Friday, September 19, 2008

Mountain goat, anyone?

My first week of classes just terminated, and I am enjoying the pleasant Friday morning in my apartment, with the eternal sunshine heating up the earth outside and the Friday sermons echoing from mosques around the city. I think I may have forgotten to mention, my apartment doesn't have air conditioning. Actually, I am quite pleased about this point, because our electric costs will be much lower, and the evenings in Amman are already cool. Had you asked me several years ago if I would be moving the the Middle Eastern desert, without Air con, I would have called you crazy. Which merely validates the point that my life is wholly unpredictable, which is how I like it.

For instance, last night we grilled a small mountain goat on our terrace. The meat was a bit tough, but I was enjoying the novelty of goat meat too much to care. Why, you might ask, were we mountain goat-BBQing? Our Bedouin friends paid us a visit....Fadii (Cathy's boyfriend), and his uncle (whose name I still can't pronounce), arrived late Wednesday night, pulling up in front of our building in a giant, white SUV with army camoflauge hanging from the back. Definitely not from around here...The uncle, whose name, for the sake of ease, we will call Ruppah, unloaded his suitcase and a few small items form the back, and then pulled out a small machine gun (or at least, to my untrained arms eye, that's what it looked like). Ruppah runs a tourist camp in Wadi Rum, in the south, and goes on frequent hunting forays into the wilds of Saudi Arabia...and the gun is legal. But we decided it might be wise to leave it in the vehicle, so we buried the weapon under the seat and trudged upstairs (still, no elevator). Ruppah is your iconic Bedouin-large, curled moustache, tanned skin, jet black hair, halting accent. He's also a very good cook-I got home from school yesterday, having walked through the furnace of midday, to the succulent scents of ghatayir wafting from the stove, and soon filling my mouth with its unexpected flavors of tomato, onion, garlic, pepper, and egg.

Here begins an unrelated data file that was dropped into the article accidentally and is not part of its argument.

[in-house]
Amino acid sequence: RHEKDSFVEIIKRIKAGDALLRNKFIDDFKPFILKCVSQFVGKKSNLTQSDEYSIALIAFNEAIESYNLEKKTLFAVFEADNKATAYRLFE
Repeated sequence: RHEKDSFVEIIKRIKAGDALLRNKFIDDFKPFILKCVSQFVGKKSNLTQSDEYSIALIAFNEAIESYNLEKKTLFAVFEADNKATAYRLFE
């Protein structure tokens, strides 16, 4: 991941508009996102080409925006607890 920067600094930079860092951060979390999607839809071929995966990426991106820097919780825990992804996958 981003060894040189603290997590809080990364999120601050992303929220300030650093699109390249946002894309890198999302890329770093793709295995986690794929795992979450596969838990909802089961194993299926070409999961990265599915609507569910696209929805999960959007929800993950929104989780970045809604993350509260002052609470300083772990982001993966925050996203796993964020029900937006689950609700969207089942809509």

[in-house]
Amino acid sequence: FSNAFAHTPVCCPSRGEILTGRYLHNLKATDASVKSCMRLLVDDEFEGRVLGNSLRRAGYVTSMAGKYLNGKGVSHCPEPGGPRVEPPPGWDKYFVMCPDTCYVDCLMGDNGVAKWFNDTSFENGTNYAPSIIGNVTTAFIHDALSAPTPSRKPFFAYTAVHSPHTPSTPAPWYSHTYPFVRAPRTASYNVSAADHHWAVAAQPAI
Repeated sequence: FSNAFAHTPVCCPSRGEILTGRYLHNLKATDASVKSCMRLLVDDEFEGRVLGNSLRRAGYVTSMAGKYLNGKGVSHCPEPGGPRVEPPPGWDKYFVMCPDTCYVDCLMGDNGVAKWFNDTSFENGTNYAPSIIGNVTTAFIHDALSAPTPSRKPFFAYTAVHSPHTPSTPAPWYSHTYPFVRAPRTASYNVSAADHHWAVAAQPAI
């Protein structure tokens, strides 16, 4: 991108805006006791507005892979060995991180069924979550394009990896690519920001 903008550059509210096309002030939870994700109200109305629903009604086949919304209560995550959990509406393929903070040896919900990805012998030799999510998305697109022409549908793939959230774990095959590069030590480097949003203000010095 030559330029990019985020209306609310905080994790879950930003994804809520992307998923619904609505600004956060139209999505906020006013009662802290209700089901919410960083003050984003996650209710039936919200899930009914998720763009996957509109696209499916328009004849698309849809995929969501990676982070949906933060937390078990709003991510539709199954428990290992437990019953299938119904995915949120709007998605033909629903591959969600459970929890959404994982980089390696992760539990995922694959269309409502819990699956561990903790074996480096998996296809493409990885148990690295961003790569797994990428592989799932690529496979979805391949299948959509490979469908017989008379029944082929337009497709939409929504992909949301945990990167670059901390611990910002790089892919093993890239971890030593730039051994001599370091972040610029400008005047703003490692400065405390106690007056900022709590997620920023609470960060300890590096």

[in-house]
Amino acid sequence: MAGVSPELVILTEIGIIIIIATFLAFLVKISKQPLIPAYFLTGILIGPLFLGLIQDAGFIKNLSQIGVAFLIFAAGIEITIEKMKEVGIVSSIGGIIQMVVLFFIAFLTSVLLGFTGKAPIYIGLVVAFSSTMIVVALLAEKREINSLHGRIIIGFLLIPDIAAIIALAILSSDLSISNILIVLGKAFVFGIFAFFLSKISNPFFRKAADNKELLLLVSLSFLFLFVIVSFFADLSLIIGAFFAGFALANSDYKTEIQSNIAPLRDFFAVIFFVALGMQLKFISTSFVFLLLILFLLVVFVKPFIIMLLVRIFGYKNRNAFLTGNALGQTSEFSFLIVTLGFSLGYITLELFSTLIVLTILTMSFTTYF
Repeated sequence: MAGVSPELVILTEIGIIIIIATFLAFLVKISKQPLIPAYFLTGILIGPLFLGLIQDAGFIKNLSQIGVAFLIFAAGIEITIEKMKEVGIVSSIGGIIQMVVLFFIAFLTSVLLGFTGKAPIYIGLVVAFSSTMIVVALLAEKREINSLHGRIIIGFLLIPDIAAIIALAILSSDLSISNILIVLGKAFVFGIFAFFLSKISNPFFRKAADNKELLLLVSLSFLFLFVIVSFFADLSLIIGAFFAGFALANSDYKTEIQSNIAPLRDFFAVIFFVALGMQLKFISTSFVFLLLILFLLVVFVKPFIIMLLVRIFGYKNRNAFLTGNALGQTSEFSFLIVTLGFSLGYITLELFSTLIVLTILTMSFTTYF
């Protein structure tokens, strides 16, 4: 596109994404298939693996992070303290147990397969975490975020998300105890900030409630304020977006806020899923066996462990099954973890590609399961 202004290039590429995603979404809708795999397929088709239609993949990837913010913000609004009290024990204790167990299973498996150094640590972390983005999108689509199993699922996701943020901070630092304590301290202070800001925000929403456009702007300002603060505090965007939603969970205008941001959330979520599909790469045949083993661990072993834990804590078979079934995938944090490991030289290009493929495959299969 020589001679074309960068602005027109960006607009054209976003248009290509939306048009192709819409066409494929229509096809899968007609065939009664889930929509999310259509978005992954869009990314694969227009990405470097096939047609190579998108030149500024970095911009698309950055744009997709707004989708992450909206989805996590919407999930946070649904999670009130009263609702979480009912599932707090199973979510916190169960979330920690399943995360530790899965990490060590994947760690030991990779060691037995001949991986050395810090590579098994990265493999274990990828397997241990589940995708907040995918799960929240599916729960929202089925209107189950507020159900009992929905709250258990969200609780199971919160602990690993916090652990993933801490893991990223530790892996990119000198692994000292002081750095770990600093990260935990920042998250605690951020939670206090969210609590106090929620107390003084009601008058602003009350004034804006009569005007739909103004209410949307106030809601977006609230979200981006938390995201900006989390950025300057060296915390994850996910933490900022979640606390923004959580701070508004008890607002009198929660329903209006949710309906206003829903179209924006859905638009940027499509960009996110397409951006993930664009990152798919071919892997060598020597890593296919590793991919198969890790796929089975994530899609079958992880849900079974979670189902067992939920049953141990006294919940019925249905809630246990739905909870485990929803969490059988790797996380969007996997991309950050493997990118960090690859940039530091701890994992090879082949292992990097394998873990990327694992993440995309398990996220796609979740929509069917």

Happily, Fadii and his uncle don't observe Ramdan, in any sense of the holiday, so we were soon happily eating, drinking, and smoking (not I), as the mosques rang out the mid-afternoon prayer. Soon, several of us piled into a minivan (at some point during the night, someone had switched the vehicles) and drove around Amman, purchasing fresh veggies, drinks, and a small goat. Perhaps the best thing about these Bedouins, though, is that they clean up their kitchens! After lunch, they cleaned the dishes and even scrubbed the floor. As Jess has eruditely stated, the quickest way to a woman's heart is a clean kitchen :) Two more of Fadii's and Ruppah's friends arrived for the evening, bringing more supplies, and we sat on mattresses on the terrace, surrepitiously drinking and snacking as the sun set and the call to prayer sounded from the nearby mosque. Ruppah took care of the goat, and I chose not to watch as he butchered it, but that, too, soon filled my mouth with foreign flavors.

Ok, I love living in Amman, but I do not like the lack of water. I was a bit spoiled in Cairo, I suppose, because I never had to concern myself with conserving water. But here, in the true desert, there is no major water source, and all of the water is trucked in. The ground is solid bedrock, making it virtually impossible to run water mains underground. Therefore, every building has water tanks on the roof, which are supposed to get refilled every week, for us on Monday. Well, last weekend our water suddenly turned off, and we were unsure of what to do. We waited for almost a day without it, but, realizing it would not remedy itself, called the landlord. He came over and showed us how to turn on the reserve tanks, which are also on the top of the building-the switch is actually in the empty apartment across the hallway. Within half an hour, we could again flush the toliets! Alhamdulillah. However, this week, we ran out of water LAST night, and are already running on reserve water. I suspect they may not have filled up the tanks on Monday, which does not bode well for the rest of the week. Hmmph. Time for another chat with the landlord. Speaking of whom, we now own two sets of keys to the flat. Still missing the third, which is supposedly being shipped from Saudi Arabia.